Wednesday, September 30, 2009

College Hill residents reject senior housing

The residents of College Hill rejected a proposal for low-income senior housing near a prominent corner by a vote of 88-65 last night.

The College Hill Forum convened the special meeting at the College Hill Recreation Center to gauge public opinion on a proposal by Episcopal Retirement Homes (ERH) to build Cary Court, a $5.5 million, 40-unit independent living facility at 1630 North Bend Road
Owned by the City of Cincinnati and known as the Masonic Eastern Star site for the nursing home that once occupied the 3.4-acre property, the land was cleared earlier this year during the City's Neighborhood Enhancement Program.

The motion to approve ERH's application for U.S. Department of Housing and Urban Development (HUD) was rejected, with the majority of opponents looking at the proposal as a "settlement" that wouldn't be good for the neighborhood's future.

Strict requirements

ERH said that it plans to run Cary Court as a non-profit ministry through the HUD's Section 202 program, meaning that residents would be required to be at least 62 years of age and to earn between $25,000 and $27,000 per year.

Residents would pay 30 percent of their incomes, minus medical expenses, for rent. The balance would be subsidized by HUD.

They would be pre-screened and would be subject to strict visitation policies.

At prior public meetings, ERH representatives cited College Hill's demographics for its decision to pursue the site: Twenty percent of the neighborhood's residents are elderly, and more than 1,400 nursing home beds are located in close proximity, meaning that those who require nursing care could relocate from Cary Court and still stay in the neighborhood – although
HUD regulations prohibit ERH from discriminating against non-neighborhood applicants.

Consisting of 42 one-bedroom units in two four-story buildings, the project would also include an exercise center and community meeting space.

Ten percent if the units would be accessible to people with disabilities.

ERH is also seeking LEED certification, with a budgeted consultant and promises of federal HOME, Community Development Block Grant, and City capital funds.

The project would be only the second LEED-certified affordable housing project in the state.

Since 1951, ERH has operated three similar facilities: St. Paul Village in Madisonville, Canterbury Court in West Carrollton, and Cambridge Heights in Cambridge, Ohio.

'This is a start'

The Masonic Eastern Star site was added to the Linden Park development plan, a project that was scheduled to include condominiums, retail, and townhomes on the site of an abandoned Kroger store and the former site of Shuller's Wigwam at Hamilton Avenue and North Bend Road.

In late 2008, preferred developer Al. Neyer, Inc. backed out of the project, citing poor condominium pre-sales and Midland Retail's inability to pre-lease the commercial spaces.

Following that loss, discussions with Bloomfield, Schon + Partners revealed that lending for condominium projects would be all but impossible.

Since then, the development site has been ignored by developers, and a market feasibility study completed earlier this year recommended redevelopment of the mid-business district and the redevelopment of vacant land as soon as possible.

But ERH approached the City about possible development sites – a promising site in Hartwell was eventually dismissed.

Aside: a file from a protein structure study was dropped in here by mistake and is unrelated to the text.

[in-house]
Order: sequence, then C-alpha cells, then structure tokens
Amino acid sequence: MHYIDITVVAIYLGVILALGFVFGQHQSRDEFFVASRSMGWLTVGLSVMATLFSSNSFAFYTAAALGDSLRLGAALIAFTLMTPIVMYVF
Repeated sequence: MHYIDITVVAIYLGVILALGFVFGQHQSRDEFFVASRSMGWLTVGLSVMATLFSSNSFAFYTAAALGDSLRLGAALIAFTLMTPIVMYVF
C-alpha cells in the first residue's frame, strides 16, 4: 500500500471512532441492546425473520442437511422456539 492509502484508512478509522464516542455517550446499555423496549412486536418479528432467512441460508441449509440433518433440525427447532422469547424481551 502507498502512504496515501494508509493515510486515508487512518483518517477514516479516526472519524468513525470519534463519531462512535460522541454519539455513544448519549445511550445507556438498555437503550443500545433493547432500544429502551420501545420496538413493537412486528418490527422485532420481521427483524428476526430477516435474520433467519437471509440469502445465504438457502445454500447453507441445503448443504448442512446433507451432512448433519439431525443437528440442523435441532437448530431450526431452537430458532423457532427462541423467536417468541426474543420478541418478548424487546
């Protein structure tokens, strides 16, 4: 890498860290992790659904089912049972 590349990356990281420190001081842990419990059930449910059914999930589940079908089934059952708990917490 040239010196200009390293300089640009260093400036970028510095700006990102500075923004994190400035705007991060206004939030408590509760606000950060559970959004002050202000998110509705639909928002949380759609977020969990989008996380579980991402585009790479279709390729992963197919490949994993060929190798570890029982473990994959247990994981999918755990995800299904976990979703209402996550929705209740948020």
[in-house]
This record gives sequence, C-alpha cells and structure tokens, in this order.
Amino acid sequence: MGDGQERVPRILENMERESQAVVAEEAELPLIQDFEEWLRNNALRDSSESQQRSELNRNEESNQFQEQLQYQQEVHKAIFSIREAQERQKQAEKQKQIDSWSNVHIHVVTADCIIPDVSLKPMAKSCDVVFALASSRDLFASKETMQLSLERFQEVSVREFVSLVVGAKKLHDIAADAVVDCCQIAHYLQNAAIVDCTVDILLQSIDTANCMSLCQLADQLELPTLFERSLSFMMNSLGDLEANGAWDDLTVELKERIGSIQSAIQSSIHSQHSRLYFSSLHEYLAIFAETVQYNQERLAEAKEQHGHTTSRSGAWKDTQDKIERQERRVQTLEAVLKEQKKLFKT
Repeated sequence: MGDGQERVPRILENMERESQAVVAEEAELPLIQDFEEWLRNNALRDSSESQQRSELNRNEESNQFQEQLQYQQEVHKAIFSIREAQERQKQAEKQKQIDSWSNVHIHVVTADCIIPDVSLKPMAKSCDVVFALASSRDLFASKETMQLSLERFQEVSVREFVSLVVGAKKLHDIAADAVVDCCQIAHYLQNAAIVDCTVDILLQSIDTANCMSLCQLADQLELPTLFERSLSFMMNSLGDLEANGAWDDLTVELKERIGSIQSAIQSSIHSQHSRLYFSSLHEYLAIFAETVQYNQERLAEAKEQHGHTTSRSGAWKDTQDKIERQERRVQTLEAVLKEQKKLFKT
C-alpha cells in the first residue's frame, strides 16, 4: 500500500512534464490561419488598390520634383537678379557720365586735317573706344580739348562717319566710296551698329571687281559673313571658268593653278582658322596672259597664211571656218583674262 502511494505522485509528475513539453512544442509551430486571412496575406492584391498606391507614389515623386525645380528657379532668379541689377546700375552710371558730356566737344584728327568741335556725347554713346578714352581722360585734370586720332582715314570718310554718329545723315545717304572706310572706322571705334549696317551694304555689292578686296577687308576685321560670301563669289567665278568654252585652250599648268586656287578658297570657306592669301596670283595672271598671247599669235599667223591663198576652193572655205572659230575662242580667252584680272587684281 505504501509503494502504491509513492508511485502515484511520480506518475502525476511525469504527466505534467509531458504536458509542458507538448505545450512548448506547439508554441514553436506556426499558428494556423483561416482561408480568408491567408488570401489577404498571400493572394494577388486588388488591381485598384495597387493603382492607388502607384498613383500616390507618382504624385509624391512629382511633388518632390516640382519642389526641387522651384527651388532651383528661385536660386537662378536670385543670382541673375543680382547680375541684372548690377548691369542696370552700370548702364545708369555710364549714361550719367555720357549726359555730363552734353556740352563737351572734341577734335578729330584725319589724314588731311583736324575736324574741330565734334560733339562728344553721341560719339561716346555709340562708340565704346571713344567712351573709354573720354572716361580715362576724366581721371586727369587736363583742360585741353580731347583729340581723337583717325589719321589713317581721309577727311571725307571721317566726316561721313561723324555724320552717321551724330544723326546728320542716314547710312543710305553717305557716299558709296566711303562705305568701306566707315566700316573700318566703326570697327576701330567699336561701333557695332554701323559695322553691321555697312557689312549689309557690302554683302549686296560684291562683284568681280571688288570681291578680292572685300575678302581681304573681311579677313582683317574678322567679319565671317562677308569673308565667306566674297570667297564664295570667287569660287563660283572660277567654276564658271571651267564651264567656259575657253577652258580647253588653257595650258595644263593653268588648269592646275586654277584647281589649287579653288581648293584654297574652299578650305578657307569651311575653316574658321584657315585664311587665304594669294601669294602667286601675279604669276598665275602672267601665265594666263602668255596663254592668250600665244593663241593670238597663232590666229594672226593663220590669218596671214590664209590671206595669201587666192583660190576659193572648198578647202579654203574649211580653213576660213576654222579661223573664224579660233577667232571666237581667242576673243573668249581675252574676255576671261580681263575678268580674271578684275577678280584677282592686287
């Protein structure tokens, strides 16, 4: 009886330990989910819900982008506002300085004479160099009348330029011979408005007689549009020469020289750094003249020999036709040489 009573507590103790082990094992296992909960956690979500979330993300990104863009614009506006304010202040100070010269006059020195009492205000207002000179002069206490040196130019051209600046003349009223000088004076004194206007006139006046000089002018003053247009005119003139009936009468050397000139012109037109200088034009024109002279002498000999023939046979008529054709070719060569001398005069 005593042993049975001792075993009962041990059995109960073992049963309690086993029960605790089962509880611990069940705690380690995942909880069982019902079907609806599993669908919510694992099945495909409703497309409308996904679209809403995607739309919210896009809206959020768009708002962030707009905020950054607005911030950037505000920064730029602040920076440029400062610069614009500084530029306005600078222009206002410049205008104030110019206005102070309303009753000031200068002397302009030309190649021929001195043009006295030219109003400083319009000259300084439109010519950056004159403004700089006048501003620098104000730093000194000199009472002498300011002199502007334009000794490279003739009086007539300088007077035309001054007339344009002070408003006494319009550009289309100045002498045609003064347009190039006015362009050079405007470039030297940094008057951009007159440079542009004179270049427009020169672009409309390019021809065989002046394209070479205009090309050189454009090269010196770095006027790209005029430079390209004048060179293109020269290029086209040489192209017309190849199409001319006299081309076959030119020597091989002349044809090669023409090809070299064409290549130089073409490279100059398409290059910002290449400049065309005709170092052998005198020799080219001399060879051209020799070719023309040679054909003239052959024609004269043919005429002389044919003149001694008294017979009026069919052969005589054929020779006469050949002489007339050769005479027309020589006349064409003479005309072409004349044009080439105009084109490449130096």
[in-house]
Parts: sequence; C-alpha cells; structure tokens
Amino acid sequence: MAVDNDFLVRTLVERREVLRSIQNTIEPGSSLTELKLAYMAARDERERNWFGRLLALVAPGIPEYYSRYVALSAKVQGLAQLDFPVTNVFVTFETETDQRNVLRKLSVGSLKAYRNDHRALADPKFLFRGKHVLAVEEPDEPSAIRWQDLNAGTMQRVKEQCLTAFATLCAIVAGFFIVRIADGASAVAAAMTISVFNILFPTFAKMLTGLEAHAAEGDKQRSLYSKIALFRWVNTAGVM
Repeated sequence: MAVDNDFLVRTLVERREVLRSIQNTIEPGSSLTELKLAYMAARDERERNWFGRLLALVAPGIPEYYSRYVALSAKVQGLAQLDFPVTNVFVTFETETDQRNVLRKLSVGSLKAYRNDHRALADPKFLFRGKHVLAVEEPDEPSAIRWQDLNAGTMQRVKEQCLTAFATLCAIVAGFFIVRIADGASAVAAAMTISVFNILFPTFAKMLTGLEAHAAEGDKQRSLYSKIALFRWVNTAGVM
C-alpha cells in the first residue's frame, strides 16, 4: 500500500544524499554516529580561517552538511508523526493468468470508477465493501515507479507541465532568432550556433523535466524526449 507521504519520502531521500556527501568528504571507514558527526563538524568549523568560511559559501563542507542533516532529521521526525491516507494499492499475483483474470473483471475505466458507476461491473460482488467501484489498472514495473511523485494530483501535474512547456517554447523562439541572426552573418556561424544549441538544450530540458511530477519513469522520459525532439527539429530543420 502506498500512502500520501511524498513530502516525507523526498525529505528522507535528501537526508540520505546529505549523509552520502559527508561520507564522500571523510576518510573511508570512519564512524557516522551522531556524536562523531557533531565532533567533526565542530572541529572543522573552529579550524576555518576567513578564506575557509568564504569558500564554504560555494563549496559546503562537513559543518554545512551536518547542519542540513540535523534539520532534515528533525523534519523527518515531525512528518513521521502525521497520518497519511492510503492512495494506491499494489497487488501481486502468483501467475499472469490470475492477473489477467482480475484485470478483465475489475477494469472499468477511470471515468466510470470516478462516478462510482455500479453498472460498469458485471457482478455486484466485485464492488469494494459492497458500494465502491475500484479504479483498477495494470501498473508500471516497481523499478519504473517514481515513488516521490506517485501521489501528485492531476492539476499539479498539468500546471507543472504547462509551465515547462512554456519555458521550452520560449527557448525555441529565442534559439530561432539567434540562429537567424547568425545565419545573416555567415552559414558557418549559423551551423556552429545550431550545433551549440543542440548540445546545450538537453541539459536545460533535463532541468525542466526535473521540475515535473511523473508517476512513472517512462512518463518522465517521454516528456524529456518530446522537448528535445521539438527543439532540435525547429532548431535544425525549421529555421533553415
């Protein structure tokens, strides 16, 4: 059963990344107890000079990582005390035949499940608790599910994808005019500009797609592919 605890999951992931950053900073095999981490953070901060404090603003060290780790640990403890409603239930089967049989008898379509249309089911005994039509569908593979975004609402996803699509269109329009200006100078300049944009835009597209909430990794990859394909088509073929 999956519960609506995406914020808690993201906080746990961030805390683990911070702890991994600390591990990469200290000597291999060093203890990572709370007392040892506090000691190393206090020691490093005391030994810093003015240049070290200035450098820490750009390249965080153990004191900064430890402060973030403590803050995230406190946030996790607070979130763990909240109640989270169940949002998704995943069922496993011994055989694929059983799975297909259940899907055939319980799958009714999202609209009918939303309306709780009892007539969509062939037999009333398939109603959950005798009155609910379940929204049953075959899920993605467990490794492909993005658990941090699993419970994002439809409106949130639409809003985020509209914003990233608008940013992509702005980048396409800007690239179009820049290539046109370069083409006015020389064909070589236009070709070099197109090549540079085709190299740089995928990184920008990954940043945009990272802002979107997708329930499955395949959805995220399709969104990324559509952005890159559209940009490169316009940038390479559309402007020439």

"If there's new investment and new growth, it shows vitality," ERH vice president of affordable housing and in-home services Kathy Ison said. "The market feasibility study recommended revitalization of the business corridor. This is a start."

A bet on the future, or last deal out there?

Further complicating matters, Kroger holds a lease on its vacant store on the northwest corner of Hamilton Avenue and North Bend Road through 2011, and there is speculation that it will renew its lease to keep a competing grocery from taking over the corner.

And with Cincinnati's budget woes, many in the community fear that the City could sell its Masonic Eastern Star site – and possibly the Shuller's site as well – to generate needed revenue.

One resident pointed out that Linden Park was in development while a blighted nursing home still stood on the site.

But others raised questions about the loss of prime, developable land and the low amount of income tax that the development would bring – possibly dropping neighborhood property values.

And several worried that a long, drawn-out process could result in the loss of City Council allies as Council members are turned over due to elections and term limits.

If the sale of the property is approved by the City today, Ison says that ERH is here to stay.

The non-profit has entered new 30-year agreements for all of its Ohio sites.

"We want to be here to serve our seniors," she said. "That's where our hearts are."

Down to the wire

Time is running out for ERH, which has until November 1 to apply for federal and state funding for the project – meaning that it's required to have control of the site and City approvals within the next month.

Meanwhile, ERH will be applying for the only HUD Section 202 selection that will be granted to the Greater Cincinnati area, even though it's not clear of Cary Court will be selected.

The application process is expected to last approximately six months.

A second phase of between 40 and 42 units would be applied for following HUD acceptance of the first phase.

Previous reading on BC:
Neyer backs out of Linden Park (8/29/08)
Linden Park reception to kick off sales center opening (3/6/08)
City to sell land, provide loan for Linden Park (2/1/08)
New rendering, townhome developer for Linden Park (9/24/07)
Community support of Linden Park decisive (9/6/07)